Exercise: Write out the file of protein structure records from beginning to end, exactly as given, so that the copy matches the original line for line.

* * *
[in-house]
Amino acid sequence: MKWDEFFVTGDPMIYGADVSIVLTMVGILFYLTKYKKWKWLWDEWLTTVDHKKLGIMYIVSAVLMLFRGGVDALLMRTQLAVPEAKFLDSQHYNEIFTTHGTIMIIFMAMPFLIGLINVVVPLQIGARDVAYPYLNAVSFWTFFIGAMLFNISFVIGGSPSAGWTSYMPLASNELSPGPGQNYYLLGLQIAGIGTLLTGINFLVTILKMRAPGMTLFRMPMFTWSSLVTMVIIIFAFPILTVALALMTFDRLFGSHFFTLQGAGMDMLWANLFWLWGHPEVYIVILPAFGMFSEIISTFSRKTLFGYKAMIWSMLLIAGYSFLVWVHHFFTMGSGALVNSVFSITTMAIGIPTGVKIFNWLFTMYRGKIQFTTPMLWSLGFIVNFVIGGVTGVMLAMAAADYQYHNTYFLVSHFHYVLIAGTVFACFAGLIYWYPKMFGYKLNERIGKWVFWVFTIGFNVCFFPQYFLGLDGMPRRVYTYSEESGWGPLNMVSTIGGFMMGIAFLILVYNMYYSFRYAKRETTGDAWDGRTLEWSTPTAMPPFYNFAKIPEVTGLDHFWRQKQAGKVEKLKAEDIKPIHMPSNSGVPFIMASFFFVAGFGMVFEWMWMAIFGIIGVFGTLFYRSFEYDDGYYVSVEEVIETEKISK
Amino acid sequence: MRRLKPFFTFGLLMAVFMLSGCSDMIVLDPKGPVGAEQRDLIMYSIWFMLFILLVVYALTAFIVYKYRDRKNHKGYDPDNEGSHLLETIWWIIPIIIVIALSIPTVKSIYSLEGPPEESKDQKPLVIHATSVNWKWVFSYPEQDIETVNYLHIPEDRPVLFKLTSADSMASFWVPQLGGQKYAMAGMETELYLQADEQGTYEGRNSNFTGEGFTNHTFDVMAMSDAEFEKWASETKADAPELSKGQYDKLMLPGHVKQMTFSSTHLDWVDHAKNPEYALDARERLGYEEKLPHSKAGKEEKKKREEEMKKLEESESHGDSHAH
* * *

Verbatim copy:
[in-house]
Amino acid sequence: MKWDEFFVTGDPMIYGADVSIVLTMVGILFYLTKYKKWKWLWDEWLTTVDHKKLGIMYIVSAVLMLFRGGVDALLMRTQLAVPEAKFLDSQHYNEIFTTHGTIMIIFMAMPFLIGLINVVVPLQIGARDVAYPYLNAVSFWTFFIGAMLFNISFVIGGSPSAGWTSYMPLASNELSPGPGQNYYLLGLQIAGIGTLLTGINFLVTILKMRAPGMTLFRMPMFTWSSLVTMVIIIFAFPILTVALALMTFDRLFGSHFFTLQGAGMDMLWANLFWLWGHPEVYIVILPAFGMFSEIISTFSRKTLFGYKAMIWSMLLIAGYSFLVWVHHFFTMGSGALVNSVFSITTMAIGIPTGVKIFNWLFTMYRGKIQFTTPMLWSLGFIVNFVIGGVTGVMLAMAAADYQYHNTYFLVSHFHYVLIAGTVFACFAGLIYWYPKMFGYKLNERIGKWVFWVFTIGFNVCFFPQYFLGLDGMPRRVYTYSEESGWGPLNMVSTIGGFMMGIAFLILVYNMYYSFRYAKRETTGDAWDGRTLEWSTPTAMPPFYNFAKIPEVTGLDHFWRQKQAGKVEKLKAEDIKPIHMPSNSGVPFIMASFFFVAGFGMVFEWMWMAIFGIIGVFGTLFYRSFEYDDGYYVSVEEVIETEKISK
Amino acid sequence: MRRLKPFFTFGLLMAVFMLSGCSDMIVLDPKGPVGAEQRDLIMYSIWFMLFILLVVYALTAFIVYKYRDRKNHKGYDPDNEGSHLLETIWWIIPIIIVIALSIPTVKSIYSLEGPPEESKDQKPLVIHATSVNWKWVFSYPEQDIETVNYLHIPEDRPVLFKLTSADSMASFWVPQLGGQKYAMAGMETELYLQADEQGTYEGRNSNFTGEGFTNHTFDVMAMSDAEFEKWASETKADAPELSKGQYDKLMLPGHVKQMTFSSTHLDWVDHAKNPEYALDARERLGYEEKLPHSKAGKEEKKKREEEMKKLEESESHGDSHAH